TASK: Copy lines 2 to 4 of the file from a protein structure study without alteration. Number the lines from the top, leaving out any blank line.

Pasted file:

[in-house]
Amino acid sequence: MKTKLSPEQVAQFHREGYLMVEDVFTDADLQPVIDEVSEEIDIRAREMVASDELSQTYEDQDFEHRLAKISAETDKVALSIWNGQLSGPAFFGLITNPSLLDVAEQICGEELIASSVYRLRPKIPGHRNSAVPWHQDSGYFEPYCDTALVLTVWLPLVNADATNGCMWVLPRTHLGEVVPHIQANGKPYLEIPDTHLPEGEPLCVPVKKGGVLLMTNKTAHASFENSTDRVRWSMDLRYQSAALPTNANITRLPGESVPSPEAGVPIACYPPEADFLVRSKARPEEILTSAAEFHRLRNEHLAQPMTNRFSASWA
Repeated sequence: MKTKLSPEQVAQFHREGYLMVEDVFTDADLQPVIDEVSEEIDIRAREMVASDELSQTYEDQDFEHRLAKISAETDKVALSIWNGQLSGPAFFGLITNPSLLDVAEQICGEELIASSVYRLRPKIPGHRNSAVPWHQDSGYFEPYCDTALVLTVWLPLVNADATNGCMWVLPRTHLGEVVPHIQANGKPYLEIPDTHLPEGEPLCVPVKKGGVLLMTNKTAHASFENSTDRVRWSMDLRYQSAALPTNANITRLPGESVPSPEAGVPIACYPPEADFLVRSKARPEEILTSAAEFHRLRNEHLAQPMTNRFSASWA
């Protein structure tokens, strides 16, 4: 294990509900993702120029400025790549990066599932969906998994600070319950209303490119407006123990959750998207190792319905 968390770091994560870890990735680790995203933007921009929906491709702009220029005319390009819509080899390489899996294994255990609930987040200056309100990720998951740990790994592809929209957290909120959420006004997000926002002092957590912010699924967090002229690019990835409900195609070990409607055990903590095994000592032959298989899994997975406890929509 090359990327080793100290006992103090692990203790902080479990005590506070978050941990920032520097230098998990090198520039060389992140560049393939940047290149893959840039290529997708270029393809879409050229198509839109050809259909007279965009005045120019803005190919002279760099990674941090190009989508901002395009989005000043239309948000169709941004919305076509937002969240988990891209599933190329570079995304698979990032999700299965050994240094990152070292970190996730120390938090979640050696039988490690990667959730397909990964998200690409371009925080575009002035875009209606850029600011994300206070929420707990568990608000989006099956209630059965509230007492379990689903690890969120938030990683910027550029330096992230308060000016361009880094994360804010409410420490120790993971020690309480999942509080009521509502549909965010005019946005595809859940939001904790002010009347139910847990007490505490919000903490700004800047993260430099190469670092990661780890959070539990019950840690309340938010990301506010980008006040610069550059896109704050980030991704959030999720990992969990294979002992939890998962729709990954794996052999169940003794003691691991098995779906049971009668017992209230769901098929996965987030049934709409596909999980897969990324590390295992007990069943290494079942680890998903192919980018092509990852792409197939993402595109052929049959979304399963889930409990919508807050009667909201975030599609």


Amino acid sequence: MKTKLSPEQVAQFHREGYLMVEDVFTDADLQPVIDEVSEEIDIRAREMVASDELSQTYEDQDFEHRLAKISAETDKVALSIWNGQLSGPAFFGLITNPSLLDVAEQICGEELIASSVYRLRPKIPGHRNSAVPWHQDSGYFEPYCDTALVLTVWLPLVNADATNGCMWVLPRTHLGEVVPHIQANGKPYLEIPDTHLPEGEPLCVPVKKGGVLLMTNKTAHASFENSTDRVRWSMDLRYQSAALPTNANITRLPGESVPSPEAGVPIACYPPEADFLVRSKARPEEILTSAAEFHRLRNEHLAQPMTNRFSASWA
Repeated sequence: MKTKLSPEQVAQFHREGYLMVEDVFTDADLQPVIDEVSEEIDIRAREMVASDELSQTYEDQDFEHRLAKISAETDKVALSIWNGQLSGPAFFGLITNPSLLDVAEQICGEELIASSVYRLRPKIPGHRNSAVPWHQDSGYFEPYCDTALVLTVWLPLVNADATNGCMWVLPRTHLGEVVPHIQANGKPYLEIPDTHLPEGEPLCVPVKKGGVLLMTNKTAHASFENSTDRVRWSMDLRYQSAALPTNANITRLPGESVPSPEAGVPIACYPPEADFLVRSKARPEEILTSAAEFHRLRNEHLAQPMTNRFSASWA
């Protein structure tokens, strides 16, 4: 294990509900993702120029400025790549990066599932969906998994600070319950209303490119407006123990959750998207190792319905 968390770091994560870890990735680790995203933007921009929906491709702009220029005319390009819509080899390489899996294994255990609930987040200056309100990720998951740990790994592809929209957290909120959420006004997000926002002092957590912010699924967090002229690019990835409900195609070990409607055990903590095994000592032959298989899994997975406890929509 090359990327080793100290006992103090692990203790902080479990005590506070978050941990920032520097230098998990090198520039060389992140560049393939940047290149893959840039290529997708270029393809879409050229198509839109050809259909007279965009005045120019803005190919002279760099990674941090190009989508901002395009989005000043239309948000169709941004919305076509937002969240988990891209599933190329570079995304698979990032999700299965050994240094990152070292970190996730120390938090979640050696039988490690990667959730397909990964998200690409371009925080575009002035875009209606850029600011994300206070929420707990568990608000989006099956209630059965509230007492379990689903690890969120938030990683910027550029330096992230308060000016361009880094994360804010409410420490120790993971020690309480999942509080009521509502549909965010005019946005595809859940939001904790002010009347139910847990007490505490919000903490700004800047993260430099190469670092990661780890959070539990019950840690309340938010990301506010980008006040610069550059896109704050980030991704959030999720990992969990294979002992939890998962729709990954794996052999169940003794003691691991098995779906049971009668017992209230769901098929996965987030049934709409596909999980897969990324590390295992007990069943290494079942680890998903192919980018092509990852792409197939993402595109052929049959979304399963889930409990919508807050009667909201975030599609």